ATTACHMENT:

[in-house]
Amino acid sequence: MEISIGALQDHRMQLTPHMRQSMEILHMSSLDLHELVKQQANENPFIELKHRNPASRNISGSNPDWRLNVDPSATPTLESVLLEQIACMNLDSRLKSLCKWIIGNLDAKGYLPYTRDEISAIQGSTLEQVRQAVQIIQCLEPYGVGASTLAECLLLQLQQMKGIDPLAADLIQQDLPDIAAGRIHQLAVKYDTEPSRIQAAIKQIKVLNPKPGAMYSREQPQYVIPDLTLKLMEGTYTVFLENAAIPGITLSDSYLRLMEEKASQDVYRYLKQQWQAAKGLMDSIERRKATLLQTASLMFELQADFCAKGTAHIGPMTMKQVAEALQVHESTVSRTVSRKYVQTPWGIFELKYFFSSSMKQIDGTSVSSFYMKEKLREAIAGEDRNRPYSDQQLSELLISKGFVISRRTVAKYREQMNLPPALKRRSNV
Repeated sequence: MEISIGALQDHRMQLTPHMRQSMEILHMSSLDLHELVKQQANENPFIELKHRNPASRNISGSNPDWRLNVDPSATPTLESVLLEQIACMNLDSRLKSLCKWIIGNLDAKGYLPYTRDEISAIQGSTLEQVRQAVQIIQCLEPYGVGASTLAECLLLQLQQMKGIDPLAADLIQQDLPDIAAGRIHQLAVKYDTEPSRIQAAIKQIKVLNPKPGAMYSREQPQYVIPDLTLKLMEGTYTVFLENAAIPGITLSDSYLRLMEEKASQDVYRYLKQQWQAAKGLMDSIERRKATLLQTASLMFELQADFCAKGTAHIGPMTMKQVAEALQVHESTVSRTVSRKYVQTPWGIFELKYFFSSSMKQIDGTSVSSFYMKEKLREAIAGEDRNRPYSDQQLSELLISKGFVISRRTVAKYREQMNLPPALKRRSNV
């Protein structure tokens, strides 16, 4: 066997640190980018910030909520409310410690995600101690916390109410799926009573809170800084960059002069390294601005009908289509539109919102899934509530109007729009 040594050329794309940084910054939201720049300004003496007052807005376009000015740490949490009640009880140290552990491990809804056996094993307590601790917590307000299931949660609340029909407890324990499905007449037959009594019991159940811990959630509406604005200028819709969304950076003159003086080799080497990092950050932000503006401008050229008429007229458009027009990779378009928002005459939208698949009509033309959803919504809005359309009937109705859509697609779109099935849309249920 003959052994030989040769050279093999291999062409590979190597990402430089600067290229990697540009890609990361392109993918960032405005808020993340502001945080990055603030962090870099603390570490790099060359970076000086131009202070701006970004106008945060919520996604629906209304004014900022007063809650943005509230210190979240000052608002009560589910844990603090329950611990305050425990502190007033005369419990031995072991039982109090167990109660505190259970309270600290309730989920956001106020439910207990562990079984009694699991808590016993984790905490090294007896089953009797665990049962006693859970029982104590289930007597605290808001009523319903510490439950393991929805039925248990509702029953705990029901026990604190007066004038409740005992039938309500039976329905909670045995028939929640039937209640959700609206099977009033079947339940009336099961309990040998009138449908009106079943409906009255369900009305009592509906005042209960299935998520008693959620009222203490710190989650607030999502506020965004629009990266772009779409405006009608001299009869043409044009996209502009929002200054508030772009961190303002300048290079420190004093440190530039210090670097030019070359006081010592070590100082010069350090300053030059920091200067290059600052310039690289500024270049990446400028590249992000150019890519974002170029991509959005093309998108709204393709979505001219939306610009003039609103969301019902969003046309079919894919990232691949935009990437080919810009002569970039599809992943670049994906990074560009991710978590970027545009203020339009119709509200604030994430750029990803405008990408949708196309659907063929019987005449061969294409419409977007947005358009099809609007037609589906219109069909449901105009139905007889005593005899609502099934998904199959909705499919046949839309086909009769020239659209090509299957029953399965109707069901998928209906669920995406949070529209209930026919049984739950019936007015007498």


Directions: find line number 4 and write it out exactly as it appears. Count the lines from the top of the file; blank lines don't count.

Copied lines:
């Protein structure tokens, strides 16, 4: 066997640190980018910030909520409310410690995600101690916390109410799926009573809170800084960059002069390294601005009908289509539109919102899934509530109007729009 040594050329794309940084910054939201720049300004003496007052807005376009000015740490949490009640009880140290552990491990809804056996094993307590601790917590307000299931949660609340029909407890324990499905007449037959009594019991159940811990959630509406604005200028819709969304950076003159003086080799080497990092950050932000503006401008050229008429007229458009027009990779378009928002005459939208698949009509033309959803919504809005359309009937109705859509697609779109099935849309249920 003959052994030989040769050279093999291999062409590979190597990402430089600067290229990697540009890609990361392109993918960032405005808020993340502001945080990055603030962090870099603390570490790099060359970076000086131009202070701006970004106008945060919520996604629906209304004014900022007063809650943005509230210190979240000052608002009560589910844990603090329950611990305050425990502190007033005369419990031995072991039982109090167990109660505190259970309270600290309730989920956001106020439910207990562990079984009694699991808590016993984790905490090294007896089953009797665990049962006693859970029982104590289930007597605290808001009523319903510490439950393991929805039925248990509702029953705990029901026990604190007066004038409740005992039938309500039976329905909670045995028939929640039937209640959700609206099977009033079947339940009336099961309990040998009138449908009106079943409906009255369900009305009592509906005042209960299935998520008693959620009222203490710190989650607030999502506020965004629009990266772009779409405006009608001299009869043409044009996209502009929002200054508030772009961190303002300048290079420190004093440190530039210090670097030019070359006081010592070590100082010069350090300053030059920091200067290059600052310039690289500024270049990446400028590249992000150019890519974002170029991509959005093309998108709204393709979505001219939306610009003039609103969301019902969003046309079919894919990232691949935009990437080919810009002569970039599809992943670049994906990074560009991710978590970027545009203020339009119709509200604030994430750029990803405008990408949708196309659907063929019987005449061969294409419409977007947005358009099809609007037609589906219109069909449901105009139905007889005593005899609502099934998904199959909705499919046949839309086909009769020239659209090509299957029953399965109707069901998928209906669920995406949070529209209930026919049984739950019936007015007498």